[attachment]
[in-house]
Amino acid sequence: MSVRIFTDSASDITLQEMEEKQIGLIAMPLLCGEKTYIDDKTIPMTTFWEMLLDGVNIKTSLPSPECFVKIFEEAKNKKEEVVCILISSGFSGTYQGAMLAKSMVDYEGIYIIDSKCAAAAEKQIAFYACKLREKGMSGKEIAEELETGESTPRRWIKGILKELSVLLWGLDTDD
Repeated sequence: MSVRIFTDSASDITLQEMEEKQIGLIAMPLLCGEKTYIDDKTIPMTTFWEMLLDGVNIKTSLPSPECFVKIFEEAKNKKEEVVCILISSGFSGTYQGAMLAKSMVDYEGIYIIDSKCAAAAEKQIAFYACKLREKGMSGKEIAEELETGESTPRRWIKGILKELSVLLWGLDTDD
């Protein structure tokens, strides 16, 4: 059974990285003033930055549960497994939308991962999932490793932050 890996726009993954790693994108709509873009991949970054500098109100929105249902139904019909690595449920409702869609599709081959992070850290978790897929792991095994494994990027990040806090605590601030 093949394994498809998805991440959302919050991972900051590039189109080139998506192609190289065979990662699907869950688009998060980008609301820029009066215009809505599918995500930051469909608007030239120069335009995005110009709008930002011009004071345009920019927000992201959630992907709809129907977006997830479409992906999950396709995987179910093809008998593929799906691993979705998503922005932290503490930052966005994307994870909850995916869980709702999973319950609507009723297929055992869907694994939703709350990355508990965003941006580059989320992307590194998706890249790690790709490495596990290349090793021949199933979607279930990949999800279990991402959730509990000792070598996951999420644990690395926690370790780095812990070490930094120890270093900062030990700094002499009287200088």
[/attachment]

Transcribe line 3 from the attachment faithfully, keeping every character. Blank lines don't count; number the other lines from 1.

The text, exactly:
Repeated sequence: MSVRIFTDSASDITLQEMEEKQIGLIAMPLLCGEKTYIDDKTIPMTTFWEMLLDGVNIKTSLPSPECFVKIFEEAKNKKEEVVCILISSGFSGTYQGAMLAKSMVDYEGIYIIDSKCAAAAEKQIAFYACKLREKGMSGKEIAEELETGESTPRRWIKGILKELSVLLWGLDTDD